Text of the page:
Fryingpan, Roaring Fork rivers retain Gold Medal Trout Waters designation — The Aspen Times

Map of the Roaring Fork River watershed via the Roaring Fork Conservancy
Map of the Roaring Fork River watershed via the Roaring Fork Conservancy

From the Aspen Times (Scott Condon):

A survey conducted by Colorado Parks and Wildlife last fall determined the rivers still have the quantity and size of fish to retain their distinguished designation as Gold Medal Trout Waters, according to Kendall Bakich, aquatic biologist for Parks and Wildlife.

“It turned out really well,” Bakich said. “The numbers we’re seeing on the river are similar to what we’ve seen in prior surveys.”

“We just confirmed that it’s Gold Medal,” she added.

A 13-mile stretch of the Fryingpan River from Ruedi Dam to the confluence with the Roaring Fork River is designated Gold Medal Trout Water as well as the Roaring Fork River from Basalt to the confluence with the Colorado River. All told, that’s a 42-mile stretch.

For years, that’s been the longest contiguous stretch of Gold Medal Trout Water in Colorado. But the local rivers lost their title in January, through no fault of their own. It’s now bestowed on a 102-mile stretch of the Upper Arkansas River from near Leadville south to near the Royal Gorge, according to Parks and Wildlife. That stretch of the Arkansas River earned Gold Medal status after years of efforts to restore the fishery, the agency said…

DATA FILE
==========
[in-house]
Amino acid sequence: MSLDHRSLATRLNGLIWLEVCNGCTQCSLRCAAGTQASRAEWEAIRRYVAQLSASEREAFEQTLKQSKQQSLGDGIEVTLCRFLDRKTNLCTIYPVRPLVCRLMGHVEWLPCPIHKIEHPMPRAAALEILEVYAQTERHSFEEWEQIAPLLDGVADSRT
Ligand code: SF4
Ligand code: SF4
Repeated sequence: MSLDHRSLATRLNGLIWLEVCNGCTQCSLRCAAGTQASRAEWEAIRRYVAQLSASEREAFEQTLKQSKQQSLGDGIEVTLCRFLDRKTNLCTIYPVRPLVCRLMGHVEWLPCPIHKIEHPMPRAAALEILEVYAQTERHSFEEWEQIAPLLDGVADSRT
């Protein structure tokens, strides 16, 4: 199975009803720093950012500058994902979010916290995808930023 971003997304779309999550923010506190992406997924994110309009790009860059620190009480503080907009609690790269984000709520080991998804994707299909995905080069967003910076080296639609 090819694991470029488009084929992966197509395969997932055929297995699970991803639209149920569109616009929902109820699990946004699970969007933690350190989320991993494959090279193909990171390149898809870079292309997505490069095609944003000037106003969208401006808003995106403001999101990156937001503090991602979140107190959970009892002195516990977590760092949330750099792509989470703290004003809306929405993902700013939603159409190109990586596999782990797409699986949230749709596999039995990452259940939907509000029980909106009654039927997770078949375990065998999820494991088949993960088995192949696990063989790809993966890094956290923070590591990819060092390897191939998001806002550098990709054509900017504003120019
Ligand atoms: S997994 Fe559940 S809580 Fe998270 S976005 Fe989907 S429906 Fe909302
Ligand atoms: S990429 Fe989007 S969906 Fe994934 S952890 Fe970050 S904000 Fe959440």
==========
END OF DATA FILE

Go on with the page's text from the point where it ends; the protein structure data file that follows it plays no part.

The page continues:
While the Crystal River isn’t known for its rainbow trout population, it has a larger percentage of rainbows among the overall fish population than either the Fryingpan or Roaring Fork, according to Bakich. The Crystal River has erratic flows that limit fish populations. It usually has high flows for a constrained river in the spring and extremely low flows during late summer and fall because of diversions.

The high streamflow has helped keep brown trout populations lower on the Crystal River.

“Brown trout tend to be lazy,” Bakich said. “They like slower water.”[…]

The survey showed evidence of three varieties of native fish on the Roaring Fork River. Roundtail chub were found near the confluence with the Colorado River. Flannelmouth suckers are found as far upstream as Carbondale, while bluehead suckers are found as high as Basalt, according to Bakich.

More Roaring Fork River watershed coverage here.

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